But, tonight, you’ve finally decided that the tedium of the class is too overwhelming, and want so badly to connect with someone here who might possibly sympathize with what you are going through.

“Are you enjoying the class?” you ask her as it ends and everyone gets up.

“Yes, yes, very much so. I think Catholic religion is wonderful. So much pain and beauty. And you?”

“Oh, sure. It’s kind of neat, I guess. I mean, I think everyone should be able to believe whatever they like, and if it makes my fiance happy…” you aren’t sure why you let that slip out.

Her eyes light up, and she nods fervently. “Yes, yes, I know what you mean. I love my fiance very much. I am, what you say? Secular Muslim, and I am not very religious. But, it makes him very happy, so it makes me happy.”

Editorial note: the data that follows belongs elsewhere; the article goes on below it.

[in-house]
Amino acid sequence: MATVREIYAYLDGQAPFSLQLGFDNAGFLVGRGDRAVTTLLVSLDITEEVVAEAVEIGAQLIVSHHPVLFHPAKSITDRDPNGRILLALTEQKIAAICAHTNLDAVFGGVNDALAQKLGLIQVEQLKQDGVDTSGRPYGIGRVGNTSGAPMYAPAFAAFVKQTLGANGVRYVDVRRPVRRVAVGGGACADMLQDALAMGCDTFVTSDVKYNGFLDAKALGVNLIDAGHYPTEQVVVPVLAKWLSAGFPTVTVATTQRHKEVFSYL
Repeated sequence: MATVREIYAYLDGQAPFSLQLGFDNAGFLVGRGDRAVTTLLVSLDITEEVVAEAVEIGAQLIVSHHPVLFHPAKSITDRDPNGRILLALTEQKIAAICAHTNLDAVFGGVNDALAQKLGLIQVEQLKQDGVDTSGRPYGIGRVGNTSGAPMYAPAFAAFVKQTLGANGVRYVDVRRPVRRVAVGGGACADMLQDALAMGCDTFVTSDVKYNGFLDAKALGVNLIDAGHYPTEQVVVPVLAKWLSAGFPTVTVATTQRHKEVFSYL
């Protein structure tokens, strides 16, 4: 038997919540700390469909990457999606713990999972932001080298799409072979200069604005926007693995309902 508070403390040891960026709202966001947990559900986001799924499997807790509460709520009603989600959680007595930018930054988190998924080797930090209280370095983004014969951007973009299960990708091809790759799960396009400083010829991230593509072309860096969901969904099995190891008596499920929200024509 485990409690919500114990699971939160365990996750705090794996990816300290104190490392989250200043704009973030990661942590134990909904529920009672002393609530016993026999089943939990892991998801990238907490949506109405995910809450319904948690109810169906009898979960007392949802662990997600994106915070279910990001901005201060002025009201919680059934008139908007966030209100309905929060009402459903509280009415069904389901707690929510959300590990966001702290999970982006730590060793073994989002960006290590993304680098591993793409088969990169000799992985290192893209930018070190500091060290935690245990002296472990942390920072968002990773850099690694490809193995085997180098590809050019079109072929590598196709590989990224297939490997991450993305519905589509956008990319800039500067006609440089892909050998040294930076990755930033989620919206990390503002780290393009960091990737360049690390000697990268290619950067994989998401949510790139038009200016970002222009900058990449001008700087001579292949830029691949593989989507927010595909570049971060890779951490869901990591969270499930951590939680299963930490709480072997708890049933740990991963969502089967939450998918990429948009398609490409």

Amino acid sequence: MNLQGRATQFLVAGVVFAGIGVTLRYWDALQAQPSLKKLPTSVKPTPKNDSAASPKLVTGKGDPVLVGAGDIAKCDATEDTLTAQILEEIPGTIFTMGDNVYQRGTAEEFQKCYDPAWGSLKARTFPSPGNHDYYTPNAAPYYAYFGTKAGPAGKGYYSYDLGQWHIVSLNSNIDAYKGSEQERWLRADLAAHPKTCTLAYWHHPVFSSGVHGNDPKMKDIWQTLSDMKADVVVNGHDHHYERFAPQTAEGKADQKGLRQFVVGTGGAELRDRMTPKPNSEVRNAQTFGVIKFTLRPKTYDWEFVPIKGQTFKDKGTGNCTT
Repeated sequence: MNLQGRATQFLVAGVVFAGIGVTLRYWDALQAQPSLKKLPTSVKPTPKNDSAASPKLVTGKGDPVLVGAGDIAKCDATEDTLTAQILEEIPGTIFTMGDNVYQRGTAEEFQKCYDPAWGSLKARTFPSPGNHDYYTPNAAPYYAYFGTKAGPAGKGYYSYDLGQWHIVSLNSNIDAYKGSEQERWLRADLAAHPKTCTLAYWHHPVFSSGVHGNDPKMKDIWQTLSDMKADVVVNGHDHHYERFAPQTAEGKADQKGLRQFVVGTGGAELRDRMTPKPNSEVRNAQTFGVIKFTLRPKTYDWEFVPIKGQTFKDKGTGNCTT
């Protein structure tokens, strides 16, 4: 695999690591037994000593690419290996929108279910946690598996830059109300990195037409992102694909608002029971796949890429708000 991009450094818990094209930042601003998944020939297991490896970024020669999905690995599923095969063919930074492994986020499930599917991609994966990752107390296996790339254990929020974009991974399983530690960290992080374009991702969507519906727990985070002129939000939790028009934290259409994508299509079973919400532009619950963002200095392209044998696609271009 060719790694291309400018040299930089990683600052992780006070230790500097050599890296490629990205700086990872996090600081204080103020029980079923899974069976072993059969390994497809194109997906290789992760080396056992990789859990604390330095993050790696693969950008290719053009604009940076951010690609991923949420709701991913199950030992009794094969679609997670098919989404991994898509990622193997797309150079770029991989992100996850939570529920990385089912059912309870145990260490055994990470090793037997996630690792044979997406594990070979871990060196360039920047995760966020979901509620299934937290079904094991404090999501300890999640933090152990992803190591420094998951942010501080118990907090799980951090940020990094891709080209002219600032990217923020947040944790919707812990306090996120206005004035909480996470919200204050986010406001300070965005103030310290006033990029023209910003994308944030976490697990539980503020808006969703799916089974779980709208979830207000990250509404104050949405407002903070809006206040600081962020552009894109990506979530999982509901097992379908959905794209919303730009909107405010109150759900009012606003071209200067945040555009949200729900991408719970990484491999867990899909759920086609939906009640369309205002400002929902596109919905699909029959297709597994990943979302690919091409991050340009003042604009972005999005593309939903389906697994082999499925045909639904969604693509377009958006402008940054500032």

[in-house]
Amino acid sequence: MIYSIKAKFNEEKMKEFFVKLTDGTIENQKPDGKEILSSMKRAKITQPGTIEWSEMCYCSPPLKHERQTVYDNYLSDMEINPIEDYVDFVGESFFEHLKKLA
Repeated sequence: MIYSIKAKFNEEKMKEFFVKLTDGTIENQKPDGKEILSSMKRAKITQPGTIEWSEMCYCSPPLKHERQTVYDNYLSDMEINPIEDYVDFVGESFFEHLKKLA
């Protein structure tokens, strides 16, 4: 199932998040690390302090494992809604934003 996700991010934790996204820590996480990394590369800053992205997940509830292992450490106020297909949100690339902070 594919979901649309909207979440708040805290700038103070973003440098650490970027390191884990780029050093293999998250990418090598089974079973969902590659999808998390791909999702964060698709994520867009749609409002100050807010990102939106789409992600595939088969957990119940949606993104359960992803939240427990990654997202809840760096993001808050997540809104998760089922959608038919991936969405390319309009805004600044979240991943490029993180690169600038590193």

“How did you meet?”

“He’s a business partner of my father’s. I grew up in New York mostly, but he had an opportunity to invest in a dot-com here in Austin, and be a part of starting up the business. So, we came here.”

“Ah…yes. I bet Austin is very different from New York, huh?”

“Oh, yes. Very much. But, I like it. I like the hot summers and friendly people. I just wish I wasn’t mistaken for…being Mexican so much. You know? My family is Persian.”

“But, I bet you love Mexican food, yes?” you say, grappling for something more to talk about.

“It’s okay…what about you, are you from Austin?”

“No, Kansas City. My fiance and I went to school there, and met during our senior year at the university. I like it down here, though. I would never want to live some place with a winter again.”

“Not me. I love winter in New York. There is some kind of magic about it.”